The Chinese name, Sheng Ma, which translates as “Ascending Hemp”, refers to the leaves looking similar to hemp leaves and the herbs ability to treat Yang-ascending conditions. The herb is considered one of the top herbs in the Shen Nong Herbal Classic and is mentioned in Li Dong Yuan’s famous work on the Spleen and Stomach. His combination of astragalus and cohosh (Cimicifuga foetida) based recipes account for almost half of all his prescriptions.
In Oriental medicine, sheng ma is considered a messenger herb that can guide other herbs to the upper part of the body, such as the head and sinuses. It is often used to treat toothaches and gum diseases.
The herb fell out of use in the west but became popular again in the 1950s for treating women’s health issues. Since then the herbs healing properties have also been used to treat coughs, anxiety, warts, and sore throats, all ailments that the herb had once been used to treat.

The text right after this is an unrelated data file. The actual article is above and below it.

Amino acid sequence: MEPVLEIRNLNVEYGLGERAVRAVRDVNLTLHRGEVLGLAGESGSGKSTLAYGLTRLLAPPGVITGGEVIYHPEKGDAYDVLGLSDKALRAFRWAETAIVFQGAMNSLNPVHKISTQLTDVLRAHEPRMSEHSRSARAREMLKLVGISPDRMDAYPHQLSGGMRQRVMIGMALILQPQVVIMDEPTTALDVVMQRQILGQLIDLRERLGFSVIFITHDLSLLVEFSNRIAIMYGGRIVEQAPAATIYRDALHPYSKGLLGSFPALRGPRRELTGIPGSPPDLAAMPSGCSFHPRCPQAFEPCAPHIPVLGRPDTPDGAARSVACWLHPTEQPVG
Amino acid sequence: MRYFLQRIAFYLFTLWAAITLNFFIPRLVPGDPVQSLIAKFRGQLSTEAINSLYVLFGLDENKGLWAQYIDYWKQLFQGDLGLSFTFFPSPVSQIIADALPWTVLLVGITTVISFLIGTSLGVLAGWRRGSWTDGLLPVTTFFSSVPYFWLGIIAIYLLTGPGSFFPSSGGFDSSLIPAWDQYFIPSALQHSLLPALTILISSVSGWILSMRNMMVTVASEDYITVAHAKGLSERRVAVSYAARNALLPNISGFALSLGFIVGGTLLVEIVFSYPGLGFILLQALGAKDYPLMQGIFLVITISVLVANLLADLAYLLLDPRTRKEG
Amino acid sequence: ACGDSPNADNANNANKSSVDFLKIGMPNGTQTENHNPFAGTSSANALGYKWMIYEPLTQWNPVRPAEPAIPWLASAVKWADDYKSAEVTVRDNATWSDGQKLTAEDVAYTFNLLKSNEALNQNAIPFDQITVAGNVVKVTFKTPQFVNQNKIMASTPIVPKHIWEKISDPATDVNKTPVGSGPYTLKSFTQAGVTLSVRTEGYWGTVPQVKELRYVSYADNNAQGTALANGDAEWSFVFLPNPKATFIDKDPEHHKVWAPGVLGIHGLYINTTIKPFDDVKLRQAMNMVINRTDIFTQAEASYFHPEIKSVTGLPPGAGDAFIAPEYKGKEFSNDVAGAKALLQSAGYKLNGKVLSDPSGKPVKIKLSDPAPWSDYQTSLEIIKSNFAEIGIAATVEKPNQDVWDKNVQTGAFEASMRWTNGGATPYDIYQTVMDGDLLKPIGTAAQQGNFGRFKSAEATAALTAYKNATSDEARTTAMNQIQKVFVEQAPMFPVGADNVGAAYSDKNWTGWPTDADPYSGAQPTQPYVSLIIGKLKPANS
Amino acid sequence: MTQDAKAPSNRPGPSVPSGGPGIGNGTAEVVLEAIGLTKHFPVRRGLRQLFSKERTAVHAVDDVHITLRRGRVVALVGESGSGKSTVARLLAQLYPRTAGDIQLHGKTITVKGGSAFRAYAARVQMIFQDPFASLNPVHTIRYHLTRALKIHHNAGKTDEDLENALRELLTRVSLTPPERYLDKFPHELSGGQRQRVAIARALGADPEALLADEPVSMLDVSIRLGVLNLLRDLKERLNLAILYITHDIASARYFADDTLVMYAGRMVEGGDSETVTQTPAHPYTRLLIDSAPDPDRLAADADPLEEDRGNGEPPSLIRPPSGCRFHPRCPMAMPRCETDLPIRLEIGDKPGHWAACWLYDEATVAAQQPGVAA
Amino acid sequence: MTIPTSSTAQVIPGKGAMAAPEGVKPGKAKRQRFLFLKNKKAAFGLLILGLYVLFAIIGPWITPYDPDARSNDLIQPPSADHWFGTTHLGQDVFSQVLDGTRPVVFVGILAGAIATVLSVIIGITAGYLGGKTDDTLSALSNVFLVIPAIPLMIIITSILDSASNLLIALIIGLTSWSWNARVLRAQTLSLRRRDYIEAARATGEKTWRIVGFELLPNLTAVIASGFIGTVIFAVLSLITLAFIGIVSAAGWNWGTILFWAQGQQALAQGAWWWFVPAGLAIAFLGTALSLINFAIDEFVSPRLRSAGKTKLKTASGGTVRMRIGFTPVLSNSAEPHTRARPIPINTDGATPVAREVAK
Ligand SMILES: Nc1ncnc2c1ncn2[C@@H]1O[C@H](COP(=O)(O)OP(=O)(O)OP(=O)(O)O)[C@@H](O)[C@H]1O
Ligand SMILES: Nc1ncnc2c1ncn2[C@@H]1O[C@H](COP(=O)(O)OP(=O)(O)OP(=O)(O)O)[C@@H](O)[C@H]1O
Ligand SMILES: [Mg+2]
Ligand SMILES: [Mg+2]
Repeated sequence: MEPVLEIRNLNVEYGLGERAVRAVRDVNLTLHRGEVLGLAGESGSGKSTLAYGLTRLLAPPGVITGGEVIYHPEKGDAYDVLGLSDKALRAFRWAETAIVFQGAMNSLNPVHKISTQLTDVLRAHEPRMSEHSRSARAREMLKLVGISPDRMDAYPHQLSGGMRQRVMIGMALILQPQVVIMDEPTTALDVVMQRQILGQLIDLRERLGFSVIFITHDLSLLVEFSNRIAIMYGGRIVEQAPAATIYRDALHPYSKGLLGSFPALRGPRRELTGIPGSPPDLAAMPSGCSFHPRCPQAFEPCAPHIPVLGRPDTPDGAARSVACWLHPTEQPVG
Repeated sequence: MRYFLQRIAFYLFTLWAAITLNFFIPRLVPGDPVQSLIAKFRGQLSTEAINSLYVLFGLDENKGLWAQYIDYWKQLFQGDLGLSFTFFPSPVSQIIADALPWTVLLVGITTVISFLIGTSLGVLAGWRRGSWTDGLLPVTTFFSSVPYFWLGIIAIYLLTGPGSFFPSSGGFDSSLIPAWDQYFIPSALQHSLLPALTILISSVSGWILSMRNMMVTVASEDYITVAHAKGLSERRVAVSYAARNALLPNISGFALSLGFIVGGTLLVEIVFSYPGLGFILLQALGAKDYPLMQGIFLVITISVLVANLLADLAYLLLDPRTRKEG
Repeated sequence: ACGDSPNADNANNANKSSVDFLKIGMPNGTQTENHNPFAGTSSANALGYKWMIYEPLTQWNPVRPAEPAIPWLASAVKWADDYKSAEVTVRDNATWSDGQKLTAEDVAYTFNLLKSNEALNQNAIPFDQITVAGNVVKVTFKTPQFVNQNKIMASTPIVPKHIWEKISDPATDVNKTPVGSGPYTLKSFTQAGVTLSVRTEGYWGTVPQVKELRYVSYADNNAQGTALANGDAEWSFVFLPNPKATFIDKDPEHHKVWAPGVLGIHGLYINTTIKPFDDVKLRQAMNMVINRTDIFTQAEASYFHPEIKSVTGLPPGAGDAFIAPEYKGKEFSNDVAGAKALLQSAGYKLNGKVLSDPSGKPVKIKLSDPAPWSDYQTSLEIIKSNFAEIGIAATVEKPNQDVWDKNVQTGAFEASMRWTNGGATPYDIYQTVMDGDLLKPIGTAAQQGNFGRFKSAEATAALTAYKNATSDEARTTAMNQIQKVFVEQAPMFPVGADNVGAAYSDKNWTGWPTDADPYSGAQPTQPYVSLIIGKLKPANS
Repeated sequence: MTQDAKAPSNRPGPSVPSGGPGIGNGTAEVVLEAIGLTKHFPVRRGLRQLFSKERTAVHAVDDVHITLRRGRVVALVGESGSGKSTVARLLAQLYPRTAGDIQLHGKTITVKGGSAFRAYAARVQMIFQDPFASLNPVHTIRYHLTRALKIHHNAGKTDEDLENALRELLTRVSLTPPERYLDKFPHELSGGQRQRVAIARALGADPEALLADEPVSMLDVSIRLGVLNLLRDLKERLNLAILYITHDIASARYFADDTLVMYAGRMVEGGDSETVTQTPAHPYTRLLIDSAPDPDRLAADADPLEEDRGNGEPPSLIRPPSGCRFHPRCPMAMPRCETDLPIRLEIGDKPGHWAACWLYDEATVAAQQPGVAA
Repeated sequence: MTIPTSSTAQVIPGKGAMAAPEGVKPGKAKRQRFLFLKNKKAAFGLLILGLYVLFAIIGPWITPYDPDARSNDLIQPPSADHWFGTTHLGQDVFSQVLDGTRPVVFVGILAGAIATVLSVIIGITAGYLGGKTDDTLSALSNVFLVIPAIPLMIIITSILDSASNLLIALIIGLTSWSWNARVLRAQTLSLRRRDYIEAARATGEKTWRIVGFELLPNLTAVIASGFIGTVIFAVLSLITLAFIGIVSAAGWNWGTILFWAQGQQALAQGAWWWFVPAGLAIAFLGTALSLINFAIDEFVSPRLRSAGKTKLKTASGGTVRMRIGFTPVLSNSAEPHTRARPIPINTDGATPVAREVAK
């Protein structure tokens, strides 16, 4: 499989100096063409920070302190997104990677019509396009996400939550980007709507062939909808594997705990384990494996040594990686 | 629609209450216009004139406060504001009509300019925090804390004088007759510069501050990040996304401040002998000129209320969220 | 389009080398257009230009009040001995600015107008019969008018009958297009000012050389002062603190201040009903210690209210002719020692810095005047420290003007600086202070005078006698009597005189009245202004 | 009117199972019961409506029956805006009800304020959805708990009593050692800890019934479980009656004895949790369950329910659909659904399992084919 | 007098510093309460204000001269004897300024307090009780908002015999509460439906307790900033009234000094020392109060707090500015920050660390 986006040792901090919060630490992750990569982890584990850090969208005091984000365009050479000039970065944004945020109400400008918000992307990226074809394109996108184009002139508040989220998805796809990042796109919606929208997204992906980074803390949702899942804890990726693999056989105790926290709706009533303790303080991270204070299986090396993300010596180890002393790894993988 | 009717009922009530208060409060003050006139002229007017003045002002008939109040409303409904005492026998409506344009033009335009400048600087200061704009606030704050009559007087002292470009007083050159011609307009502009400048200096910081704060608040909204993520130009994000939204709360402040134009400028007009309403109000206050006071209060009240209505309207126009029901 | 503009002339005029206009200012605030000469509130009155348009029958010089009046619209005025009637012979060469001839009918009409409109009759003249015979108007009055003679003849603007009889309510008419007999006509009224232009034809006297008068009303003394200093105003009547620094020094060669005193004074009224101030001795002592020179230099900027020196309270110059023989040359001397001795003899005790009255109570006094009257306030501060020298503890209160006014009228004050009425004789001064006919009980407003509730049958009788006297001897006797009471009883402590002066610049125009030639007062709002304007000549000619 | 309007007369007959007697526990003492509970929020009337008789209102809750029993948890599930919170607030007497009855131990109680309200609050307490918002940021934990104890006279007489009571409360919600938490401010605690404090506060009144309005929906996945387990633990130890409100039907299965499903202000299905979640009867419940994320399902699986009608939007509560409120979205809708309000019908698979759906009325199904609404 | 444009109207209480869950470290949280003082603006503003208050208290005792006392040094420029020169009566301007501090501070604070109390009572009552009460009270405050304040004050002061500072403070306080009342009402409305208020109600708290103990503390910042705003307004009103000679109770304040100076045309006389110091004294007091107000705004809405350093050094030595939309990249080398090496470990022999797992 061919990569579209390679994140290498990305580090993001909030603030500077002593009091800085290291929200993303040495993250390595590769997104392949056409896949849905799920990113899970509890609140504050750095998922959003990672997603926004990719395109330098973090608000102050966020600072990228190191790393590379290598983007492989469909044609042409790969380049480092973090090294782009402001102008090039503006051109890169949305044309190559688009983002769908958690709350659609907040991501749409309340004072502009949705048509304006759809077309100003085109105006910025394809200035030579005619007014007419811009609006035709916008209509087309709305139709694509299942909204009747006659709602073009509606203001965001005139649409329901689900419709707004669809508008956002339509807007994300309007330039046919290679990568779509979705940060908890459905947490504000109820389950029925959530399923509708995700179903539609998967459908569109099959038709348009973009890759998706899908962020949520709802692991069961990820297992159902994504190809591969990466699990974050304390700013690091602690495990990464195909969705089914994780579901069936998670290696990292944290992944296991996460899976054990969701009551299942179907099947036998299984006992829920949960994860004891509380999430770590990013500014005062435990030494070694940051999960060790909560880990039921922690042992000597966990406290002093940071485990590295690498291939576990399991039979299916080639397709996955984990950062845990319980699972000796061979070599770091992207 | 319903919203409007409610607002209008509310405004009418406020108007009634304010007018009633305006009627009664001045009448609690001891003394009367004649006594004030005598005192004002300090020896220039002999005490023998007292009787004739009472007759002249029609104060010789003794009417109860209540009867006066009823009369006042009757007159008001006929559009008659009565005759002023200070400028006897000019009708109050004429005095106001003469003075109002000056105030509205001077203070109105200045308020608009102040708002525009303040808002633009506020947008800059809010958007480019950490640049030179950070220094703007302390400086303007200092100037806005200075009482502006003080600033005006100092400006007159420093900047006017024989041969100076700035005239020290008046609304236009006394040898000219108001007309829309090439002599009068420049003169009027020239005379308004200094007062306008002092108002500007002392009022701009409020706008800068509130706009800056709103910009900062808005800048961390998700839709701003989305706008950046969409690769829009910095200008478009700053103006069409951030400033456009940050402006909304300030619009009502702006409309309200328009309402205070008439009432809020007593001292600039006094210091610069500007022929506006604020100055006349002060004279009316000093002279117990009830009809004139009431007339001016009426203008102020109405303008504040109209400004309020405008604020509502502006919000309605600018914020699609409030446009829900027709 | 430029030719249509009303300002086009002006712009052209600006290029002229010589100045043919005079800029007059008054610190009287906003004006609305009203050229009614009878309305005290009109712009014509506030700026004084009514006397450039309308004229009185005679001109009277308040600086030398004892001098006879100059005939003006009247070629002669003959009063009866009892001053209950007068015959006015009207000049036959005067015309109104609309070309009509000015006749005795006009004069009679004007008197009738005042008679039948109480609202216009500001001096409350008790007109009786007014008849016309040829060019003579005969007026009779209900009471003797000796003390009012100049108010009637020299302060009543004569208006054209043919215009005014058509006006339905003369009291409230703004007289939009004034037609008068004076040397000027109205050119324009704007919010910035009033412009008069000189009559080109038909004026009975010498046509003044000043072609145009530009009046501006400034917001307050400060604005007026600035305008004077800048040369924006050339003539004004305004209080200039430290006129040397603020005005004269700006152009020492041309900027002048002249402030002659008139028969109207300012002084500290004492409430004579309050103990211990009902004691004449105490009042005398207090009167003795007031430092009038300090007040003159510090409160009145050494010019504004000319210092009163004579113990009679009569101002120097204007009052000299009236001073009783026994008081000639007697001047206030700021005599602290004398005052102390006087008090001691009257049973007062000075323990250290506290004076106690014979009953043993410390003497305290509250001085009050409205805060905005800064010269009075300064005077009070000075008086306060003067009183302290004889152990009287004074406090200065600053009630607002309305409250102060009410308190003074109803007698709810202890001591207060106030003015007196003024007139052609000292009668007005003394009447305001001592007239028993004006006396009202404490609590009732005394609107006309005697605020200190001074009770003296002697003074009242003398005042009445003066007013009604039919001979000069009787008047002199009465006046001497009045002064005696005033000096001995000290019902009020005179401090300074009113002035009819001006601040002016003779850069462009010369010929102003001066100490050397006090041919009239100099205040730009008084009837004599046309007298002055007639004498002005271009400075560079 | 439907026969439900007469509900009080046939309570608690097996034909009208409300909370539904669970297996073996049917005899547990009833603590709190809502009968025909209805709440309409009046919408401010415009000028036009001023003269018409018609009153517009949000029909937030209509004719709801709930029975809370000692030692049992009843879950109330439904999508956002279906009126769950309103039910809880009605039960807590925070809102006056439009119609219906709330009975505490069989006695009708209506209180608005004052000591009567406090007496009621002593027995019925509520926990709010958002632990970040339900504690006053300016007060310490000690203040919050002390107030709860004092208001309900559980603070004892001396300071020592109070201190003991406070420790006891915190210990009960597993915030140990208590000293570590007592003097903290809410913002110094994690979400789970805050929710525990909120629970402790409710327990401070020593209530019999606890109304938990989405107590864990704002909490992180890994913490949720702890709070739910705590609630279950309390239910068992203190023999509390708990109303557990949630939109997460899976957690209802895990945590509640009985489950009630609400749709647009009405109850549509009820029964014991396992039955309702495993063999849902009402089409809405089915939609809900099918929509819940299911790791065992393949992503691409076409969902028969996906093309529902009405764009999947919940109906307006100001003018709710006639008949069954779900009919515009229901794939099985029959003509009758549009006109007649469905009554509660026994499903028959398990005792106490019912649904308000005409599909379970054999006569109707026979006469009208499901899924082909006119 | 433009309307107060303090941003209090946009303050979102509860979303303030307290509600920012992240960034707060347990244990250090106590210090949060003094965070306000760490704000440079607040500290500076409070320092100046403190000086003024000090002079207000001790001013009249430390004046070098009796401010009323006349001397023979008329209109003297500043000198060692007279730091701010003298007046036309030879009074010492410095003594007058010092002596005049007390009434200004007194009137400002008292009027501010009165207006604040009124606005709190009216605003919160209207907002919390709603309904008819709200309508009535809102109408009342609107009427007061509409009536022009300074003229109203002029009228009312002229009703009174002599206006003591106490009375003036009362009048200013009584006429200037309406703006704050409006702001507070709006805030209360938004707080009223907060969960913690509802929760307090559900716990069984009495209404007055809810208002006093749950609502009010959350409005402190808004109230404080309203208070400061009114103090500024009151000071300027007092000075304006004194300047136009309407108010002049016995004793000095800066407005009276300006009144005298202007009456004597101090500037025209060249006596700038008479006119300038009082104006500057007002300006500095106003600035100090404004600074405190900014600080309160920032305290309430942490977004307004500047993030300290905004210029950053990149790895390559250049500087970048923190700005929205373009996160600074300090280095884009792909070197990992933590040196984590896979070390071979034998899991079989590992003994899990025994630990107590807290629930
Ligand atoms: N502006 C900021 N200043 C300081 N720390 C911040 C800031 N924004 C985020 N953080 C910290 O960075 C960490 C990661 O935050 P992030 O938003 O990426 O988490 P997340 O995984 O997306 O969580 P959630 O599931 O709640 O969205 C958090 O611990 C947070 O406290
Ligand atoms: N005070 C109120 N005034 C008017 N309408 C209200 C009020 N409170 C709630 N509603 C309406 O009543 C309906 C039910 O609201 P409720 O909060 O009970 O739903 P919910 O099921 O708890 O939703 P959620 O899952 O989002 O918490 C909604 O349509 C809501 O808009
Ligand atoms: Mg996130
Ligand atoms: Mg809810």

Black cohosh is being studied for its ability to both raise and lower estrogen levels in various parts of the body. At this time, further study is needed to confirm the herbs active ingredients and potential properties.
The plant’s phyto-estrogenic properties seem to be related to the hormones impact on the brain, bones, and nervous system, and not the uterus. The herb is known for effectively toning the uterus and countering prolapse of the uterus and anus.
Black cohosh has been used by some women with breast cancer to reduce the menopause-like symptoms caused by their cancer treatments. It has also been shown to be effective in treating women who have had hysterectomies, but this requires using the herb for 2 to 6 months for best results.